Saturday, June 9, 2018
Lo, What a Glorious Sight Appears -- Isaac Watts
This English Nonconformist preacher was looking forward to the end, even at a young age. Isaac Watts did not dread it, perhaps in the same way he did not shrink from the life he chose, when he said to himself “Lo, What a Glorious Sight Appears” in his leaning-forward message about Judgement Day. Had Isaac perhaps seen Stefan Lochner’s 15th Century painting of the Last Judgement (see it here)? ‘Judgement’…it sounds so imposing, doesn’t it? Isaac may not have even thought about it in terms of judgement, however, but rather the Divine grace he expected would come to fruition at that moment. Watts possessed courage, something he undoubtedly inherited from watching his father’s intrepid nature, when and where matters of faith were concerned. Keep one’s vision trained on the goal, both Isaac Sr. and Isaac Jr. would have said to those who would listen, and not just believe in church membership to secure one’s destiny.
Perhaps the younger Isaac drew upon his own earthly father’s influence when he composed his earliest hymn poems, among them “Lo, What a Glorious…”. The hymn first appeared in a collection of songs in 1707 when Isaac Jr. was in his early 30s, and most likely was written some 10-15 years earlier during a time when he had temporarily suspended his education and returned to his family’s home at Southampton, on the southern coast of England. The younger Watts reportedly wrote a very large majority of his hymns during that period. There, his poetry could flow, surrounded by his family’s presence and the teachings he had inherited. Nonconformity meant that Isaac did not adhere to the formal oversight of the Church of England. He therefore was accustomed to some ostracism, if not outright incarceration as his father had endured twice during Isaac Jr.’s childhood. Instead of Oxford or Cambridge, premier higher education fit for a gifted poet-student like Isaac Jr., it was Stoke Newington in London where the young man attended and was further groomed for hymn-writing history. That experience likewise probably shaped Isaac’s impression of his faith, and how to express it poetically and musically. Though we do not know explicit details of the genesis of ‘Lo, What a Glorious…’, he evidently had the freedom of expression as a Nonconformist to speculate about what the Christian believer might see on Resurrection Day. Watts was not compelled to stay within the Anglican Book of Common Prayer when he sought out worship, so he liberally composed his own poems fit for music for congregational singing. Perhaps young Isaac had heard or observed on occasion the carefully-structured Anglican way, and wanted something more enthusiastic, including the multiple exclamation marks and the ‘shout for joy’ (v. 3) he imbeds in the verses. Don’t try to contain God, Isaac might have said.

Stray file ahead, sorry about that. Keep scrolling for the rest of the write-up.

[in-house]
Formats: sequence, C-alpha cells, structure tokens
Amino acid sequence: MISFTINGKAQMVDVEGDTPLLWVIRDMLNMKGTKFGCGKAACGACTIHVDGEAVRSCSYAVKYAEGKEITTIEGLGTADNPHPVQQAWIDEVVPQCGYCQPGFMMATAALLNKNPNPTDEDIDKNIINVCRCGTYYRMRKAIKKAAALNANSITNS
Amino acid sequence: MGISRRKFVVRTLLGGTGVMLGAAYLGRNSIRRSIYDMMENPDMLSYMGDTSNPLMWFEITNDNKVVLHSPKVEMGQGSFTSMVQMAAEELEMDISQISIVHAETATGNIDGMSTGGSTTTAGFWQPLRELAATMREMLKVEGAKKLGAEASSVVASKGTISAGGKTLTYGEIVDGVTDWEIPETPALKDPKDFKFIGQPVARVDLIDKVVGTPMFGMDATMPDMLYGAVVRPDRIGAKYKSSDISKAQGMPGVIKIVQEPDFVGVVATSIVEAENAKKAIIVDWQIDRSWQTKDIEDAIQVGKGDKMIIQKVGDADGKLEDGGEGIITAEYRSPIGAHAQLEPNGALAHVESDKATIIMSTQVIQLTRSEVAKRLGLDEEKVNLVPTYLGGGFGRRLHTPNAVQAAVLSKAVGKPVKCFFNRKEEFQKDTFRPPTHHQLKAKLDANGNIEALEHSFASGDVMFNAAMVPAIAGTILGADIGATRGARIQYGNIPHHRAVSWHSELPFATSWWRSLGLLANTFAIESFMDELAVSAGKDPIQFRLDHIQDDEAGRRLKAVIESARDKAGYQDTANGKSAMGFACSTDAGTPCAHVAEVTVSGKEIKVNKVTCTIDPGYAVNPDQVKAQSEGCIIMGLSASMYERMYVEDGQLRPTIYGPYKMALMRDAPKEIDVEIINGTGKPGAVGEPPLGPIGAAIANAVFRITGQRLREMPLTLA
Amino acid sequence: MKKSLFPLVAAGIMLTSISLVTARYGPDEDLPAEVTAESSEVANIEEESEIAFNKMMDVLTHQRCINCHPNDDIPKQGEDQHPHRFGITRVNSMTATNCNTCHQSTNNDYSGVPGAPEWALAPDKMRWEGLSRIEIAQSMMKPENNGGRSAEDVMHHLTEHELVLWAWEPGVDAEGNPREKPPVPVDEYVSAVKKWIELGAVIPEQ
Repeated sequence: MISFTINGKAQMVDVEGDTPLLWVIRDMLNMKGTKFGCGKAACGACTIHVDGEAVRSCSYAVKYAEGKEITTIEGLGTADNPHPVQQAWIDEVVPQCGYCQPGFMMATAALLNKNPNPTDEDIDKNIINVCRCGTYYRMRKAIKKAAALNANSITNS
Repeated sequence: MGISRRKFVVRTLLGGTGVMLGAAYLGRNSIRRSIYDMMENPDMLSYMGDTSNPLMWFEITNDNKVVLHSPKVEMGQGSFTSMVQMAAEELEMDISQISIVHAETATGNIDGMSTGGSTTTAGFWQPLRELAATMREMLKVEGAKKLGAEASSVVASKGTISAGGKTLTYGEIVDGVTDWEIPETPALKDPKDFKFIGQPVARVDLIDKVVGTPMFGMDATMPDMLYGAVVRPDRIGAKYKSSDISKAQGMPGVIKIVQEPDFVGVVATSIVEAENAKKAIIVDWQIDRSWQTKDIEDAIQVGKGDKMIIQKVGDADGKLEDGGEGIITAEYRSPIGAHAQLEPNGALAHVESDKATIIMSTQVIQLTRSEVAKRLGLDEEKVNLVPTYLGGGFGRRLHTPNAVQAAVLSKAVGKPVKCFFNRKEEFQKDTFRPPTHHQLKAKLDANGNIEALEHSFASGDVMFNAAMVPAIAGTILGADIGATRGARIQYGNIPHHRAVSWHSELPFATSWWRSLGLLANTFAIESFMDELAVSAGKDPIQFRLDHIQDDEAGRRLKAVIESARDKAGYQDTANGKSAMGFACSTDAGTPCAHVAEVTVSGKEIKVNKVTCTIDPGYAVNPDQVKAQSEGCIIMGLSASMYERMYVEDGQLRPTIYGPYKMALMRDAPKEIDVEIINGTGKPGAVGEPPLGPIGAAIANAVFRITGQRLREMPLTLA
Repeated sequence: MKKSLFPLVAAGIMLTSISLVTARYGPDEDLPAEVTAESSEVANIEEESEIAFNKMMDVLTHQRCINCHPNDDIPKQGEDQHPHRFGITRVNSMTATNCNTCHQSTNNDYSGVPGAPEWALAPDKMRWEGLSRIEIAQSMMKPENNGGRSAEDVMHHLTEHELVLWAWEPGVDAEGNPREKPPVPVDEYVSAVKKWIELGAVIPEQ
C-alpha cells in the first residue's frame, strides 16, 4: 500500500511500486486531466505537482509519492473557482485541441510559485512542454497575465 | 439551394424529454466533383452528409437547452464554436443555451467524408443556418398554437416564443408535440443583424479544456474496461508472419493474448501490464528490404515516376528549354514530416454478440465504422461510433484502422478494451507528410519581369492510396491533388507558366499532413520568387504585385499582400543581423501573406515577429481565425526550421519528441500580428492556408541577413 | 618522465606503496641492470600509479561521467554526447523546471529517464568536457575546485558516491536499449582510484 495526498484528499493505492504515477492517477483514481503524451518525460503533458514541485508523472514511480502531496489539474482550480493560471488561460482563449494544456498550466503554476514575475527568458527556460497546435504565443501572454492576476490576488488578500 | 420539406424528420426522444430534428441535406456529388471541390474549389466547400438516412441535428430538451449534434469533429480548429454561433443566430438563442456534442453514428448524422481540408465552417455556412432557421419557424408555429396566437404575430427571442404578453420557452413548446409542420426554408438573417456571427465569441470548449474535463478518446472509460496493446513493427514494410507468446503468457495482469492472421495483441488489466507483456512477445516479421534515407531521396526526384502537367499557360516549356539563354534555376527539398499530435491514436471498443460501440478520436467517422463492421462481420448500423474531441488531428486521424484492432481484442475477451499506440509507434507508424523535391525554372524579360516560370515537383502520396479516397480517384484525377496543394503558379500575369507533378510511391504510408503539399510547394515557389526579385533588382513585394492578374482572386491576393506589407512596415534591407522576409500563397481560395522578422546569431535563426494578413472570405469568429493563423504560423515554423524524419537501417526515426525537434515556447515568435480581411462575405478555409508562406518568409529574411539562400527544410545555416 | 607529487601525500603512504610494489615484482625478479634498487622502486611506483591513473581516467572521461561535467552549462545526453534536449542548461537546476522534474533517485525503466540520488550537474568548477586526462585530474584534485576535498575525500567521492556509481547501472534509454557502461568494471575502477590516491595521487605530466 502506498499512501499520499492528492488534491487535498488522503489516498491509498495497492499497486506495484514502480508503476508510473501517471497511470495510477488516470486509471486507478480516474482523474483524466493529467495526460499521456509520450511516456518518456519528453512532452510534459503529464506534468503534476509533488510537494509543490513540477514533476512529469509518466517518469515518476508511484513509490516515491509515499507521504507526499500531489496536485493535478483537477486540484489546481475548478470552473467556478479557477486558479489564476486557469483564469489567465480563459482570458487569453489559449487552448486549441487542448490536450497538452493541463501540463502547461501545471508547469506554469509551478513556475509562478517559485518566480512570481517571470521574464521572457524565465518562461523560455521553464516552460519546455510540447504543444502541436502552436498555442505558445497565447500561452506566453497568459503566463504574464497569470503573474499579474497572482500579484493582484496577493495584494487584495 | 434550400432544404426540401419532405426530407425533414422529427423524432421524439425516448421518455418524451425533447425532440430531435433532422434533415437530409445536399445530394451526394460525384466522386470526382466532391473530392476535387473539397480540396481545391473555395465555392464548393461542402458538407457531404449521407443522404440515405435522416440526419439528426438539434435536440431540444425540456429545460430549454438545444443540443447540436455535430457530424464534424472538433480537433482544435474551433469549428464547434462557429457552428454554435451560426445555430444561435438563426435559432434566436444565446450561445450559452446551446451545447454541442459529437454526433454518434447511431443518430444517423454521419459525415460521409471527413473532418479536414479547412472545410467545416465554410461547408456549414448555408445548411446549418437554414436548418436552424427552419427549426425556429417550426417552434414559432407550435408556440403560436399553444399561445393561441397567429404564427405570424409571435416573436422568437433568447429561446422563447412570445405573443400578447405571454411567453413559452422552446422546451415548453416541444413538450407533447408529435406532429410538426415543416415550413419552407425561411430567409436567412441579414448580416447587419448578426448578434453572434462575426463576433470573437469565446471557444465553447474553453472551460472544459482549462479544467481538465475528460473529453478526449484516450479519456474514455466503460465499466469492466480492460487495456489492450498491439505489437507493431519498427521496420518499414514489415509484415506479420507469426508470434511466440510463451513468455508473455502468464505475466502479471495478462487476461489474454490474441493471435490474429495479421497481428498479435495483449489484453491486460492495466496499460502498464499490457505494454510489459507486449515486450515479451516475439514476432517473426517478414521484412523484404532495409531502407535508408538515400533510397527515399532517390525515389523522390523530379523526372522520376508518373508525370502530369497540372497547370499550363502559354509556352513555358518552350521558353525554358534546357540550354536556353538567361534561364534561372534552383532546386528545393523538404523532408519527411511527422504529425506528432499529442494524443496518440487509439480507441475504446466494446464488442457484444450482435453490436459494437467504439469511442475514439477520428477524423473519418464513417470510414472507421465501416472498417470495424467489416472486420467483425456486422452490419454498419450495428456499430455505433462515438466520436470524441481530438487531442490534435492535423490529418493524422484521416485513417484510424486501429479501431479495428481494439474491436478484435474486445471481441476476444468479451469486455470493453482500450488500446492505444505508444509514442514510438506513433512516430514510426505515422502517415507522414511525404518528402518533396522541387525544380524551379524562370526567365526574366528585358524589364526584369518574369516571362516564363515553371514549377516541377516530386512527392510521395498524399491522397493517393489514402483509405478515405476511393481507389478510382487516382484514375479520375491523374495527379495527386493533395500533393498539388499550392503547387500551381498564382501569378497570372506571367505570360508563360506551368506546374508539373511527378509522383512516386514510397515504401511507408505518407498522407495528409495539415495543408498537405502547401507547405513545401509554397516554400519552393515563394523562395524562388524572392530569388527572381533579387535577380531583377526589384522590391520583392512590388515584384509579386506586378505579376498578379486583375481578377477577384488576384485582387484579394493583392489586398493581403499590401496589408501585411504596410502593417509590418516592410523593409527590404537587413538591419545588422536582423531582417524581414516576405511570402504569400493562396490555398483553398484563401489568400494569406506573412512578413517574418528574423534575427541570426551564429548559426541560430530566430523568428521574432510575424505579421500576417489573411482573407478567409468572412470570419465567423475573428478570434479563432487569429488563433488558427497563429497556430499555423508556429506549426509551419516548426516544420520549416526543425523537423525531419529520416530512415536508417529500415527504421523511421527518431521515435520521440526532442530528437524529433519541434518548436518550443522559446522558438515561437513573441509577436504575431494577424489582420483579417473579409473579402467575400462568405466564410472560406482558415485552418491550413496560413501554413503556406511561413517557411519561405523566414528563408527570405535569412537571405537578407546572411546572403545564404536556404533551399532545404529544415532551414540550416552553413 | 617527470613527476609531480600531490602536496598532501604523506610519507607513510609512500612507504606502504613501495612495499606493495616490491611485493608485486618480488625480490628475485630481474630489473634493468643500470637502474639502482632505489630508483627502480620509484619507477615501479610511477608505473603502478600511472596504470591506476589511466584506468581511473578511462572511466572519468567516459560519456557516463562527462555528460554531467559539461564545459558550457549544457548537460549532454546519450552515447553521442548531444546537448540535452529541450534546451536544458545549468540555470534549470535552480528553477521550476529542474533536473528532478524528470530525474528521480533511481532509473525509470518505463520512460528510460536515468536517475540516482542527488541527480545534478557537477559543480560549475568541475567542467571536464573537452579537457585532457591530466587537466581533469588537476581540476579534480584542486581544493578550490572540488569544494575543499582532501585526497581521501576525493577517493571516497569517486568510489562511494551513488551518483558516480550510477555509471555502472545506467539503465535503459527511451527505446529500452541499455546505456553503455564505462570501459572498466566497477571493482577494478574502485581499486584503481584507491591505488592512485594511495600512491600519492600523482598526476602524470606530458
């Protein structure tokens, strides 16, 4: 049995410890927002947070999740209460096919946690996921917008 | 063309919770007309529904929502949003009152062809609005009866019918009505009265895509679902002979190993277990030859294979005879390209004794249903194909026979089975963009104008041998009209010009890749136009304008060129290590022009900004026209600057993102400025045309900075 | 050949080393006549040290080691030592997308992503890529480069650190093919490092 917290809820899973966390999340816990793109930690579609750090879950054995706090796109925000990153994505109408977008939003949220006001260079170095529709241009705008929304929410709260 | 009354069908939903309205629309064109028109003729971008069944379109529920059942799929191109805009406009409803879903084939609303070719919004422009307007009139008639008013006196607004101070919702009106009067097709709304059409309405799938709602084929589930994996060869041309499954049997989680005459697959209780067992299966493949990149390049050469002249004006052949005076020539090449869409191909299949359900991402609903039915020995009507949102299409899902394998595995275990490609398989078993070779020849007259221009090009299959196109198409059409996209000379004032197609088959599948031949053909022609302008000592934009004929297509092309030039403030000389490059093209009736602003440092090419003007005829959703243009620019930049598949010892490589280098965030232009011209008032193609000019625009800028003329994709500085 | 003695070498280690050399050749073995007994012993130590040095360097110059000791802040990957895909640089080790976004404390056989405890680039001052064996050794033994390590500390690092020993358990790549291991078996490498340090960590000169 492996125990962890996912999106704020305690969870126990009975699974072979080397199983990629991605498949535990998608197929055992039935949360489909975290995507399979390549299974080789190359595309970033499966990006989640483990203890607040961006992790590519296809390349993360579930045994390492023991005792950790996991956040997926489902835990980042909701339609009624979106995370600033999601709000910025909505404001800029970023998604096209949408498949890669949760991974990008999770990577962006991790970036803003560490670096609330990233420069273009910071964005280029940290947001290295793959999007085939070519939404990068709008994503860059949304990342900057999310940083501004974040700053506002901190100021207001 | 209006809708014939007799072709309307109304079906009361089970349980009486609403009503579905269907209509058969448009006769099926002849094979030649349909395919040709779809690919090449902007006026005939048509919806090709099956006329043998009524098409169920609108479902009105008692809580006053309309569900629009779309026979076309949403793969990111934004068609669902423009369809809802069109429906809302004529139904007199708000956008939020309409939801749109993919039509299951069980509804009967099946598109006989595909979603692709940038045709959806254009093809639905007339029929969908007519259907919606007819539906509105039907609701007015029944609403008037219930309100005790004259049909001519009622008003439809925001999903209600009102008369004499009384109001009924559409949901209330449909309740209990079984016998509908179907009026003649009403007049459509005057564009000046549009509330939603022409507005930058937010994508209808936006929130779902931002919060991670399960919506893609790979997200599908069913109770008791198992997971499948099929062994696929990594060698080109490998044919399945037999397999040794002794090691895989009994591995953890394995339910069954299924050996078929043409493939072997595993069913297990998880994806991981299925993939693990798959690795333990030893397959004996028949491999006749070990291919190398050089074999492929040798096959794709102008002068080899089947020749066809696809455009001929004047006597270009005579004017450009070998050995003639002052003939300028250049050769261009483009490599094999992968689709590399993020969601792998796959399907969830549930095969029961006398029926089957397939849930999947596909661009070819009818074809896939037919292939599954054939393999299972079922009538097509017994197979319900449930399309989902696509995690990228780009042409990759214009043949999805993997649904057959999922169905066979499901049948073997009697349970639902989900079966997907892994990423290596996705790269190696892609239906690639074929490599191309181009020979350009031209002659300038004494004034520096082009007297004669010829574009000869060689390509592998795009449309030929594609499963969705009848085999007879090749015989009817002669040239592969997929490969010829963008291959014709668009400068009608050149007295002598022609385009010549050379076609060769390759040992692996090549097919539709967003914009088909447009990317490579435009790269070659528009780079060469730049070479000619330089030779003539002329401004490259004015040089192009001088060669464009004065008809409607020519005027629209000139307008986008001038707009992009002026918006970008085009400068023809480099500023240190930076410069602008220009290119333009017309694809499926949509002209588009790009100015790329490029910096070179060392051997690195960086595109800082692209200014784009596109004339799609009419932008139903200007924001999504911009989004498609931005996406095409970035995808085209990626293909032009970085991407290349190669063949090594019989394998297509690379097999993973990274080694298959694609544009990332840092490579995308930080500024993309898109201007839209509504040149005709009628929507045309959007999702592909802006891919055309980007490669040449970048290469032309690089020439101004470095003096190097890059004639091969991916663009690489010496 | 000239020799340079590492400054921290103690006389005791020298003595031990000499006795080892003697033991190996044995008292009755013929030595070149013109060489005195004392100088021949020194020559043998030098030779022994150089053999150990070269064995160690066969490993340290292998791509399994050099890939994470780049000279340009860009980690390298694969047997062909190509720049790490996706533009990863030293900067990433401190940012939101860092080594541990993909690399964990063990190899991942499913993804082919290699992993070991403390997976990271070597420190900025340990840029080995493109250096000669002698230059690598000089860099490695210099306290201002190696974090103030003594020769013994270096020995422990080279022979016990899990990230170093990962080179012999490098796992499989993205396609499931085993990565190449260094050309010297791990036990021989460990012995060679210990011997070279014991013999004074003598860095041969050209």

How great will that day be? Perhaps that was a question that Isaac had asked himself as he pondered what was to come, which for himself was still several decades in the future (he died in 1748, probably some 50 years after penning his words). Isaac would go on to write some 750 hymns, but also become a notable preacher, theologian, and logician. Logic? Could this be the same Isaac who expressed amazement in a vision of an incredible sight to which he really only had indirect access? How could he obtain the ‘third heaven’ and ‘new Jerusalem’ (v.2) with certainty? Can you hear someone of his time, maybe an Anglican or even someone else, saying ‘Just a second, Isaac!’ Perhaps even as a young fellow, Isaac had concluded that logic cannot capture all God and Eternity are. Especially if life hasn’t been all I want, why not imagine something spectacular beyond here?
See all six verses that the composer originally crafted here:
Composer’s biography here:
Also see here: